Owners of Pearl’s multi-family rental complexes and mobile home parks have joined to fight a city mandate requiring rental property owners to install interior sprinklers in each rental unit and build storm shelters to accommodate each resident.
Representatives of the owners say they face millions of dollars in retrofitting costs and displacement of tenants to meet the sprinkler mandate. Equally high costs accompany building shelters Pearl says must be strong enough to withstand an F-2 tornado. Some properties, especially mobile home parks, lack land on which to put the shelters, representatives say.
The ordinance effects more than 2,000 rental units, including single-family homes and condominiums whose owners rent them out. The City Council passed the ordinance on June 27, 2013 on a 5-0 vote but waited until Sept. 17 to publish the required legal notice. An amendment to the Rental Housing Code, the ordinance is effective Oct. 17.
The legal notice incorrectly stated ordinance passage occurred on June 27, 2014. City attorney James Bobo said in an email Monday that the error “should no impact the effective date” of the ordinance.
The apartment owners and the head of the Mississippi Home Builders Association had been negotiating with city officials in hopes of getting the interior sprinkler and shelter mandates dropped. As recently as the end of last week, MHBA President Marty Milstead thought a compromise of some sort could be made. “We’re still talking this through,” he said last Friday.
“The folks we represent which are the multi-family owners are onboard with trying to help Pearl improve its rental stock but not put them out of business or tenants out on the street.”
The storm shelter requirement is “a huge one” that he has been unable to find common ground on with the City, Milstead said. “How do you do that when you have existing structures. It seems unreasonable.”
The sprinkler retrofits also involve a big expense, in addition to lost rents as tenants are forced out of their units, according to Milstead.
“We’re talking about occupied units that you are going in and gutting,” he said.
Absent a concession on the sprinklers and shelters, “The only option you have is to litigate,” Milstead said.
Jackson attorney Steve Smith took steps in that direction last Friday with the filing of a notice of appeal with the Rankin County Circuit Court. The next step is a “Bill of Exceptions,” which is an official challenge to the ordinance and will be ruled on by a circuit judge.
Smith estimates he represents the owners of 1,500 to 2,000 Pearl rental units, including four or five large complexes as well as a handful of mobile home parks and small rental units.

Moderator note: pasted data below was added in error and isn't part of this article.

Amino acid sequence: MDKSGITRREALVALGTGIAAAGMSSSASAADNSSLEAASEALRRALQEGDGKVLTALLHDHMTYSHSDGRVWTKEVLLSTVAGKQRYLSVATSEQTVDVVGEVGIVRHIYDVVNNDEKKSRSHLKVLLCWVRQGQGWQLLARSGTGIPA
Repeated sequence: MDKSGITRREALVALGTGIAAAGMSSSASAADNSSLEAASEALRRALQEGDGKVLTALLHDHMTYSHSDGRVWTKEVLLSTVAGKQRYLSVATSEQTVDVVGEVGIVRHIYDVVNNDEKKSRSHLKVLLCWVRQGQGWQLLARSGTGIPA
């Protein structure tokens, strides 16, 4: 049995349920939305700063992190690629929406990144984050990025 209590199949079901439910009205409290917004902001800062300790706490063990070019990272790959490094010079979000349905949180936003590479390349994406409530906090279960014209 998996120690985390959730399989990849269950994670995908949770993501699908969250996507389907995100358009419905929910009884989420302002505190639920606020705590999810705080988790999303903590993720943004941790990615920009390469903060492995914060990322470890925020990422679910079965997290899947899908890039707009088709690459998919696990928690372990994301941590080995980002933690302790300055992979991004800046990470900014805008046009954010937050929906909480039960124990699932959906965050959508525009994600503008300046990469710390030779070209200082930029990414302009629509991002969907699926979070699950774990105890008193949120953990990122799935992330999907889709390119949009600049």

Apartment owners must apply for rental permits annually. Smith said he expects those not meeting the new codes won’t receive permits.
“It is unlawful and beyond the power of the board to do this,” Smith said. “We think it is arbitrary and capricious and unlawful under both the state and federal constitutions.”
While the ordinance notes in generalities the public safety benefits, it lacks data or documentation to support perceived benefits, according to Smith.
City Attorney Bobo did not return phone calls last week and this week seeking comment.
Like Milstead, Smith said he has negotiated with city officials in hopes of a compromise. But the published ordinance is identical to the one adopted in June 2013, he said.
“This is pretty onerous, to say the least,” Smith said, estimating the cost at hundreds of thousands, if not millions, of dollars “per property.”
“It’s one thing for municipalities and counties to adopt codes, but it is a horse of a different color to come back after the fact and require people to adhere to a building code that wasn’t in force” at the time of construction, he added.
Both Smith and Milstead say they suspect that Pearl is seeking the same outcome as Ridgeland in pushing out renters.
Ridgeland has adopted a measure to classify all muli-unit rental complexes as non-conforming. Some owners of Ridgeland apartment complexes face forced demolition of their complexes while others could be forced to demolish units to meet new building density rules.
Lawyers for Bay Meadows Apartments have sued to prevent demolition of the complex and charge Ridgeland’s goal is to rid the city of Hispanics and African-Americans.
Ultimately, Ridgeland and Pearl appear to want renters removed from their city limits, Smith and Milstead say.
“It looks that way,” Smith said.
“I don’t see how you can take it any other way,” Milstead said.
He added, though, that he still has a measure of belief Pearl is “trying to have some teeth” to get upgrades of rental complexes that don’t include the sprinklers and shelters.
Ridgeland, on the other hand, “is clearly trying to have a vehicle to close apartments and complexes,” he said.
The City of Ridgeland’s action is drawing attention nationwide, including large concern from the National Association of Home Builders, according to Milstead.
One worry locally is that the movement against multi-family housing will spread to other communities in Metro Jackson as well as elsewhere in Mississippi, Milstead said.
“We are always concerned about precedents being set with ordinances or laws.”